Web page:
Head and shoulders shot of a Barbie doll wearing bright pink hearing aid appearing on an HLAA Facebook post with text: As the #BarbieMovie frenzy builds, here's a #FlashbackFriday to May 2022 when #HLAA Executive Director Barbara Kelley shared an important message about #Inclusion & #DisabilitiyRepresentation in response to the new #Barbie with pink #HearingAids! Link to article plus account tags for Barbie, Barbie the Movie, Mattel and Warner Bros. Entertainment
HLAA’s viral Facebook post on July 21, 2023, which reshared the 2022 article about hearing aid Barbie, tying into the Barbie movie.

At the time, we shared a social post touting the new doll—a cultural icon helping to break down the stigma associated with hearing aids—and the post got good traction.  HLAA knows that most people who could benefit from hearing aids, don’t get them, so seeing Barbie celebrated for wearing one was a real win! HLAA’s Executive Director Barbara Kelley did an interview celebrating Barbie’s new look for an online magazine.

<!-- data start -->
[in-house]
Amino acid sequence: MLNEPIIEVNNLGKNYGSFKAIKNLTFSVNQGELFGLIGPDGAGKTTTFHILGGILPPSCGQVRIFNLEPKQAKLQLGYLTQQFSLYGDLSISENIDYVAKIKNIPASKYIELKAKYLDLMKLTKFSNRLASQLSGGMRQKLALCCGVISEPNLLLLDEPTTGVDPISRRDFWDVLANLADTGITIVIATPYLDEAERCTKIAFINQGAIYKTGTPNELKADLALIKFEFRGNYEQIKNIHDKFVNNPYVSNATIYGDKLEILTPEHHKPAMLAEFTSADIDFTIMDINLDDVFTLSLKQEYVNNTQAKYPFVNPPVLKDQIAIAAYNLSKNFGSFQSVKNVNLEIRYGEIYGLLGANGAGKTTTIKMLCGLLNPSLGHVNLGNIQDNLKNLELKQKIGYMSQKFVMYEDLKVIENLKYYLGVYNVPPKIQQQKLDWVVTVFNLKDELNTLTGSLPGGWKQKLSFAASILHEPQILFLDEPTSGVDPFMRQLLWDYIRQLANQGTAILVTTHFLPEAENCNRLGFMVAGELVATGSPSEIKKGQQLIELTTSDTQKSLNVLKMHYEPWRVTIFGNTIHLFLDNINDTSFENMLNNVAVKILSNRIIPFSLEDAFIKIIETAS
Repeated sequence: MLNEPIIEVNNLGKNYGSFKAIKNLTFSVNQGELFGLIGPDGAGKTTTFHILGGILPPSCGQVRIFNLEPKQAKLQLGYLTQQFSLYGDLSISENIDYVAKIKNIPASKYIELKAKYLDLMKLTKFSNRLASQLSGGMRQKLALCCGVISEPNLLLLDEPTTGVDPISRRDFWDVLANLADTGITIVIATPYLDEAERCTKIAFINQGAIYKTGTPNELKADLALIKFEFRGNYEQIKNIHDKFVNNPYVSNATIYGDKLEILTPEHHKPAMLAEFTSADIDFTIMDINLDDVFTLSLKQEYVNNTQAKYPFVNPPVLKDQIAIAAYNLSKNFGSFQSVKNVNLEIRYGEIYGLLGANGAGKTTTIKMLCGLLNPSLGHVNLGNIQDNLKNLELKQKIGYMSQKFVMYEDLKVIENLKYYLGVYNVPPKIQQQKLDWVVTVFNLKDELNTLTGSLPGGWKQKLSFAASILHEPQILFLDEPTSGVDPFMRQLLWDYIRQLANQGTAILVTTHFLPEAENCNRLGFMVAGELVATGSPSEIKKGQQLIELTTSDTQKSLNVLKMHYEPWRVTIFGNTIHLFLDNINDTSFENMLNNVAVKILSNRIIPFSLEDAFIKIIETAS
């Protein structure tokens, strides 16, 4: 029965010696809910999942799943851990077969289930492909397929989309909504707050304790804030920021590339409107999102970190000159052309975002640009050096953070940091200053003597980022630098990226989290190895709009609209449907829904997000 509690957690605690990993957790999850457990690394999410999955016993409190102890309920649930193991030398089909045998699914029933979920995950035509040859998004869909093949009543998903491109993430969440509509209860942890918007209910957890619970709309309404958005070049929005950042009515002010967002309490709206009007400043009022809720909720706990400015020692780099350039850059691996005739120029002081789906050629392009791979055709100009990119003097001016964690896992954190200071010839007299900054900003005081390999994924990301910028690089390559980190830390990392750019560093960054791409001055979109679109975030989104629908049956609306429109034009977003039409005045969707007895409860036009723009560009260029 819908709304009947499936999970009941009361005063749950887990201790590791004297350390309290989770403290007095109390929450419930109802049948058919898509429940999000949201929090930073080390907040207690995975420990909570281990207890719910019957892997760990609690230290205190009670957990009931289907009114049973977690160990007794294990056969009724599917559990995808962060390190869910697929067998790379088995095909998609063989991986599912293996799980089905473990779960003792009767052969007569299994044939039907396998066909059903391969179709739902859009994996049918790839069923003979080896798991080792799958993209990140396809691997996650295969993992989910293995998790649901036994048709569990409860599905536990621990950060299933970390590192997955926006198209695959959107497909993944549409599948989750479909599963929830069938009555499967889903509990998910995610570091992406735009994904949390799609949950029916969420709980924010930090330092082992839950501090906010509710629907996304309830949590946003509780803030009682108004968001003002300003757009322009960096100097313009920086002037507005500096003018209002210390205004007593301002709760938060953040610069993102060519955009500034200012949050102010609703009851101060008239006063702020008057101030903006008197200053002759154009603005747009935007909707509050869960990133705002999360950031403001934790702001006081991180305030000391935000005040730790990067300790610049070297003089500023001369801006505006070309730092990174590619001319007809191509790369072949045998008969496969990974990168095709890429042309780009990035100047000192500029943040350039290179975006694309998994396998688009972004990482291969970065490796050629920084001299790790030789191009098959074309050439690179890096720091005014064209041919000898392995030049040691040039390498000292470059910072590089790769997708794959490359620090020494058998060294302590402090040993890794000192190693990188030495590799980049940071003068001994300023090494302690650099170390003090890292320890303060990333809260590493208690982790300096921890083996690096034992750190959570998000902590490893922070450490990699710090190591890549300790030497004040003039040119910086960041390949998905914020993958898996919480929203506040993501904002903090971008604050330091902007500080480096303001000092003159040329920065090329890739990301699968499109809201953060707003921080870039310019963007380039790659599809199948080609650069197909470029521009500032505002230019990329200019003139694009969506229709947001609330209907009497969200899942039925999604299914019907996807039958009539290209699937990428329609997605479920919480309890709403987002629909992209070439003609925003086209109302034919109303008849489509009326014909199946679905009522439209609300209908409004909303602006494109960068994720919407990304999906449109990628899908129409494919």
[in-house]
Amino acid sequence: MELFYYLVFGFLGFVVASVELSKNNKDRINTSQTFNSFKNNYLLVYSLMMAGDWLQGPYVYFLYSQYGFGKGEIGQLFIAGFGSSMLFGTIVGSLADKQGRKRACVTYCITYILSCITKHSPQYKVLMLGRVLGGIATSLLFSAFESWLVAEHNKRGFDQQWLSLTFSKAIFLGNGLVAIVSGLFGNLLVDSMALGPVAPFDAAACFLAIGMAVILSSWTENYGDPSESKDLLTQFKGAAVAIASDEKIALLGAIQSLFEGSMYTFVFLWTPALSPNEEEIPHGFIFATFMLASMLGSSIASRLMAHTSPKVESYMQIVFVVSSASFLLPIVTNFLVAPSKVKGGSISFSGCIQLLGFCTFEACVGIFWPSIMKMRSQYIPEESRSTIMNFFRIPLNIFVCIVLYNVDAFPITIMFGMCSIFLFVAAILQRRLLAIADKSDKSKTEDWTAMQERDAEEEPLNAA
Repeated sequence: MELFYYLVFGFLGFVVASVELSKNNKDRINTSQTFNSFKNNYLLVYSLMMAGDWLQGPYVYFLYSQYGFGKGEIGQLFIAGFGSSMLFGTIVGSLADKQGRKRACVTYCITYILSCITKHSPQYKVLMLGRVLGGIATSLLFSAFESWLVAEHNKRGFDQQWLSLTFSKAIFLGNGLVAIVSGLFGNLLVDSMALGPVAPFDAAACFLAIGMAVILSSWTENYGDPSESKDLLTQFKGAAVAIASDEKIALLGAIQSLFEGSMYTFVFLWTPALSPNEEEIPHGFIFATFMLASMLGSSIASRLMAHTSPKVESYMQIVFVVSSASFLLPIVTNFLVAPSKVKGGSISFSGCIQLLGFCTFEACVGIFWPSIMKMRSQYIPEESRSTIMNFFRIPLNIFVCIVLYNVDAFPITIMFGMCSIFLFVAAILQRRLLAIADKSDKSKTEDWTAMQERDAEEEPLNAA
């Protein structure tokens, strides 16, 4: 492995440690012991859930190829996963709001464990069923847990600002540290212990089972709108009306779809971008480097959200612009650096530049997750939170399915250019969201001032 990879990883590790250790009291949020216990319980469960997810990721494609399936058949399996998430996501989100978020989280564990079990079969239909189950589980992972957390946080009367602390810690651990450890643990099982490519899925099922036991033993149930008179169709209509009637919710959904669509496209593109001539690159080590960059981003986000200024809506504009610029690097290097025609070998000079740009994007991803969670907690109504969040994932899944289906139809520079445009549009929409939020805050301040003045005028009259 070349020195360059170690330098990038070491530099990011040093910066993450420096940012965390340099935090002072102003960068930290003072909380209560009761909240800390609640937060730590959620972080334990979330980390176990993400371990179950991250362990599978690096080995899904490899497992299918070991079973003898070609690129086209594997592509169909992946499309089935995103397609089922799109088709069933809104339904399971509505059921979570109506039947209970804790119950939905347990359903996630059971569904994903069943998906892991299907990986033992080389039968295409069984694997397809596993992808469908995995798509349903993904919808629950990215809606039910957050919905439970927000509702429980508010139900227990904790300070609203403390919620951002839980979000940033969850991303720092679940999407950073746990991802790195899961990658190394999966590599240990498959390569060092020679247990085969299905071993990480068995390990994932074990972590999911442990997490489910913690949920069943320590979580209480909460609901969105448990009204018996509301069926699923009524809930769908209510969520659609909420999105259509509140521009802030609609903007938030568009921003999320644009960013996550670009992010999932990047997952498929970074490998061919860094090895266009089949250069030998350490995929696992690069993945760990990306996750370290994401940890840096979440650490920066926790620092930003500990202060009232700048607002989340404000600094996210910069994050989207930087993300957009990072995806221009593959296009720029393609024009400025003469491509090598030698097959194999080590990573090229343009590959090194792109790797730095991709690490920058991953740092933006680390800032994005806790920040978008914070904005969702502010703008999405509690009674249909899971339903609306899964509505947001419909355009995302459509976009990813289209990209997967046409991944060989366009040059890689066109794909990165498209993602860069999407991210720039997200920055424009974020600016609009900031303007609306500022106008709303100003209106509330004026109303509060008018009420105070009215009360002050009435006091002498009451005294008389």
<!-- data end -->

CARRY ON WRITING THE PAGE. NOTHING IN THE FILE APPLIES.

During the recent excitement, we decided to do a Flashback Friday social post going into Barbie movie weekend, showing hearing-aid Barbie, and linking to the same magazine interview from 2022. At this writing, the viral Facebook post was up to 64,000 views and 222 shares, and is still gaining traction! Could it be that Barbie is helping us bring hearing health into the mainstream?

Hearing loss affects nearly 50 million Americans, and according to the World Health Organization (WHO), numbers worldwide are expected to double by 2050. Yet many of us don’t pay attention to our hearing, even though it’s part of our overall health and wellness.

Here’s a test…I bet you know your weight, give or take a few pounds. Likely you know your cholesterol level, blood pressure and vision score, right? Now, what about your hearing number? Chances are, you don’t know much about your hearing. Most of us don’t get regular checks, even though one in seven individuals has hearing loss and treating it could affect our overall health and well-being.